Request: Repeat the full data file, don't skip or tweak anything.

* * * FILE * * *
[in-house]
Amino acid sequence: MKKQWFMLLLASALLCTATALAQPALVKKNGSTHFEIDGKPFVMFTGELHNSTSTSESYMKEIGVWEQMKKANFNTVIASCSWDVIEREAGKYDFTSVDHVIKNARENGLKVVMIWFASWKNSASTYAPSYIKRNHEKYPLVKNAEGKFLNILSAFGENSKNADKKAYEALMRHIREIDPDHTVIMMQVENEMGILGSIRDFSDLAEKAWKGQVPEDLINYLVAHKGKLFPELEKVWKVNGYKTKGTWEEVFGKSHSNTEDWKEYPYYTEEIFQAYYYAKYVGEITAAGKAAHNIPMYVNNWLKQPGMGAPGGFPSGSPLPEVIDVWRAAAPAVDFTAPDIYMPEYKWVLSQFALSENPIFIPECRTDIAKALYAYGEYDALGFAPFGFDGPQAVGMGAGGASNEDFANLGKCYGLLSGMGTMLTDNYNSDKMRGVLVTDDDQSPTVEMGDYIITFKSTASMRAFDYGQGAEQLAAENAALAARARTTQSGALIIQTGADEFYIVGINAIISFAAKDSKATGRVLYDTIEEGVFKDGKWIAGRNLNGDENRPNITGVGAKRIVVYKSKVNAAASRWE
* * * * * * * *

[in-house]
Amino acid sequence: MKKQWFMLLLASALLCTATALAQPALVKKNGSTHFEIDGKPFVMFTGELHNSTSTSESYMKEIGVWEQMKKANFNTVIASCSWDVIEREAGKYDFTSVDHVIKNARENGLKVVMIWFASWKNSASTYAPSYIKRNHEKYPLVKNAEGKFLNILSAFGENSKNADKKAYEALMRHIREIDPDHTVIMMQVENEMGILGSIRDFSDLAEKAWKGQVPEDLINYLVAHKGKLFPELEKVWKVNGYKTKGTWEEVFGKSHSNTEDWKEYPYYTEEIFQAYYYAKYVGEITAAGKAAHNIPMYVNNWLKQPGMGAPGGFPSGSPLPEVIDVWRAAAPAVDFTAPDIYMPEYKWVLSQFALSENPIFIPECRTDIAKALYAYGEYDALGFAPFGFDGPQAVGMGAGGASNEDFANLGKCYGLLSGMGTMLTDNYNSDKMRGVLVTDDDQSPTVEMGDYIITFKSTASMRAFDYGQGAEQLAAENAALAARARTTQSGALIIQTGADEFYIVGINAIISFAAKDSKATGRVLYDTIEEGVFKDGKWIAGRNLNGDENRPNITGVGAKRIVVYKSKVNAAASRWE